Every business registered with the Registrar of Companies or incorporated (provincially or federally) has a trade name. But neither the reservation of a corporate name nor the formation of a corporation create a right to use the business name of the corporation in that jurisdiction.
How can that be? The government registers my business name and I can’t use it? Yes. Unfortunately, corporate registries don’t really check if the name submitted for the registration violates any prior rights. In other words, just because a provincial corporate registry approved your name for registration does not mean that you don’t violate someone else’s prior right (in a trade name or a trademark) and that you will not be compelled to change it in the future.
Rights in corporate names are treated like rights in unregistered trademarks, which means that they are nonexistent outside the geographical areas where the business is actually making use of and it known for its name.
Even if you register a corporate name that no one else had thought of before, it does not give you the right to stop others from using it, unless you can prove that other person’s use of the name creates confusion.
Just because you came up with a fancy company name that helps you attract customers for whatever products or services you are offering does not mean that your name, or brand, is a trademark. If you are not using your trade name as a trademark, your don’t have trademark protection for your trade name.
Trade name can be registered as a trademark, but only if you use it as such, that is, to identify products or services. This is often referred to as using the trade name as an adjective, as opposed to a noun.
Let’s say, your company is called Awesome Software Inc. and you make software. If you phrase your marketing materials to say that “Awesome Software Inc. offers such great titles as Text, Calculator and Presentations”, you are using “Awesome Software” as a trade name. If you phrase them to say “We offer Awesome Software™ Text, Awesome Software™ Calculator and Awesome Software™ Presentations”, then you are using “Awesome Software” as a trademark.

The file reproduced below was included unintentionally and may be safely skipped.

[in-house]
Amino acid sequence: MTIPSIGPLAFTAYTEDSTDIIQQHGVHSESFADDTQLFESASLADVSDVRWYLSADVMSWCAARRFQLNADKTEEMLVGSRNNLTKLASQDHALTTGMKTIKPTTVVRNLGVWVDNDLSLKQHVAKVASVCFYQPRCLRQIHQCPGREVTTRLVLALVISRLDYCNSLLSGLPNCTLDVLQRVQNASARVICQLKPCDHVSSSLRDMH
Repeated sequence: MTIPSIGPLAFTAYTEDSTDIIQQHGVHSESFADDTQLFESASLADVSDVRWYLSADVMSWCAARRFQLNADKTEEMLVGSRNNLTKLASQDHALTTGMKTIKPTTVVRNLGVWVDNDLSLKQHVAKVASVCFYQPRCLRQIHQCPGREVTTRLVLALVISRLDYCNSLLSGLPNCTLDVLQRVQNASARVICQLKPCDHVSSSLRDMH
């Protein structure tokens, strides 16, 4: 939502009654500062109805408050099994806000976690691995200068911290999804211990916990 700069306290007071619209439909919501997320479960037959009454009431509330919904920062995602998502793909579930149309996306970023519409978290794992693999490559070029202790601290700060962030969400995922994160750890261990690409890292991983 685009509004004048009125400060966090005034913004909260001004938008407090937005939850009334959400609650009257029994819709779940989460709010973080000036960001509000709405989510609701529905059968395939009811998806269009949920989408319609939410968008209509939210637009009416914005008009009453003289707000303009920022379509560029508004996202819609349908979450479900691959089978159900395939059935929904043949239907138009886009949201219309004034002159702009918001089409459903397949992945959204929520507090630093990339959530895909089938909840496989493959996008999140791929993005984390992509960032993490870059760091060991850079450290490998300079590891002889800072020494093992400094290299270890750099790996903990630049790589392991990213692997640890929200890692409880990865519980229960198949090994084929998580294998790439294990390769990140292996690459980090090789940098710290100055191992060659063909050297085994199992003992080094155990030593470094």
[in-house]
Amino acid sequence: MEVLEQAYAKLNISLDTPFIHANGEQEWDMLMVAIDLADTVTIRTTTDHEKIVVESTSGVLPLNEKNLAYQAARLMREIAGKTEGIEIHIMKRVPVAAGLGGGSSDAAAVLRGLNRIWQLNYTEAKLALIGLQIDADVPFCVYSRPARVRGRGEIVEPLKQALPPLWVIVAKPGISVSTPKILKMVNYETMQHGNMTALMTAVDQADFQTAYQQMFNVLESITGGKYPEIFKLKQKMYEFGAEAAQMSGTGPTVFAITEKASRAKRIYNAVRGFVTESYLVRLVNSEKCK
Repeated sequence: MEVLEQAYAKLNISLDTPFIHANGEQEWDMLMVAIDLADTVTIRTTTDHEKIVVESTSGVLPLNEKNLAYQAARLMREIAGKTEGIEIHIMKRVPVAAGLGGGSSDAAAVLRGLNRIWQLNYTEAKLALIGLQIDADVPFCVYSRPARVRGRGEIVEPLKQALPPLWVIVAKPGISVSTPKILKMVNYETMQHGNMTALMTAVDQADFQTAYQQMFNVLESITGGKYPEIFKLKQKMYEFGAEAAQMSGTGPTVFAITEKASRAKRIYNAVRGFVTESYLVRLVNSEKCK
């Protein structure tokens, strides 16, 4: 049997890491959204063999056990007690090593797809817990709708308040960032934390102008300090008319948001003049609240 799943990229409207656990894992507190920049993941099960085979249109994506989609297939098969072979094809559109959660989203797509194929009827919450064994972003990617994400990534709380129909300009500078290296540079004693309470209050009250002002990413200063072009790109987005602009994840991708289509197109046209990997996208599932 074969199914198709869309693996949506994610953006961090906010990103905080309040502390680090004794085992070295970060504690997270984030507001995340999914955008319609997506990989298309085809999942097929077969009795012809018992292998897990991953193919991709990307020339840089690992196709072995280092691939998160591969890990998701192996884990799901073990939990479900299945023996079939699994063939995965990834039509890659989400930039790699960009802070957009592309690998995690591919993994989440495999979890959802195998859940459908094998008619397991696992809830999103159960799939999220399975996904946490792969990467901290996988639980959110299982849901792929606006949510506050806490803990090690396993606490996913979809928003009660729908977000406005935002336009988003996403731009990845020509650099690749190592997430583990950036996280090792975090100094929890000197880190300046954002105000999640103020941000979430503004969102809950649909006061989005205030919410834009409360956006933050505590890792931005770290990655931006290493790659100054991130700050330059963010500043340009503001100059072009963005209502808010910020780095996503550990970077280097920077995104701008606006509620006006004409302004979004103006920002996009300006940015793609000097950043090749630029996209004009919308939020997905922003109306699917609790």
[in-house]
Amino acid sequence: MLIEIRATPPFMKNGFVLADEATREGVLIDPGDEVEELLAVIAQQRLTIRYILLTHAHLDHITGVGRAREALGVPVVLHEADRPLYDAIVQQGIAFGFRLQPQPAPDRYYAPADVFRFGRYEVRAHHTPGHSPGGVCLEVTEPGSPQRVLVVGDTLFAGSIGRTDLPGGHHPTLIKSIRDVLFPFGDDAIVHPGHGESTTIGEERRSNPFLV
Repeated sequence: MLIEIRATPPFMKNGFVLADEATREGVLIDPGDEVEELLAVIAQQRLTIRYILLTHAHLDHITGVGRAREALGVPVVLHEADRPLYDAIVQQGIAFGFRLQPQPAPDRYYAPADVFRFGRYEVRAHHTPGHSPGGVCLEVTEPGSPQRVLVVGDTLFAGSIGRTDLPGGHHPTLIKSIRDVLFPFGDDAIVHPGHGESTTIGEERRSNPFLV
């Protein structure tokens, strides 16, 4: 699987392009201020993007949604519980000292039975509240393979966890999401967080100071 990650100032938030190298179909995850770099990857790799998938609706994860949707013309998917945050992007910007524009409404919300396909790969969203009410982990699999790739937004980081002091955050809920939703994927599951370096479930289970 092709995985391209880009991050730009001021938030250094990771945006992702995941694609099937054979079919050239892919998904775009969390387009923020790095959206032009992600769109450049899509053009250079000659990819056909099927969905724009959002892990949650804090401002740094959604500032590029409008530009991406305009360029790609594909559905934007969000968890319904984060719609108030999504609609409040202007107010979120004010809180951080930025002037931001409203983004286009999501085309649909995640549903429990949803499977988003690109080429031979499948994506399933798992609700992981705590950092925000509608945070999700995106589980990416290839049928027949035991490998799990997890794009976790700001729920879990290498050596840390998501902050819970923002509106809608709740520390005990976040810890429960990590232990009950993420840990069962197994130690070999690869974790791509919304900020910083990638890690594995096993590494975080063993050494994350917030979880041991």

The classic example is, of course, Microsoft® Windows®. We don’t buy Microsoft, we buy from Microsoft. But because “Microsoft” is a part of the name of the product we buy (and part of the reason why we buy it), it is also protected as a trademark in its own standing.
If you believe that a substantial number of your customers are attracted to your business because of your trade name, you should consider using the trade name as a trademark and getting it registered as a trademark.
In other words, if you consider your trade name a factor that gives you a competitive advantage, you should not rely merely on registration of the company name with the Registrar of companies. You should accord the asset that you care about the protection that it deserves, and the only way to do it is through registering it as a trademark.
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Tags:CollectivismPhilosophySmall BusinessNew Copyright ActFair Dealing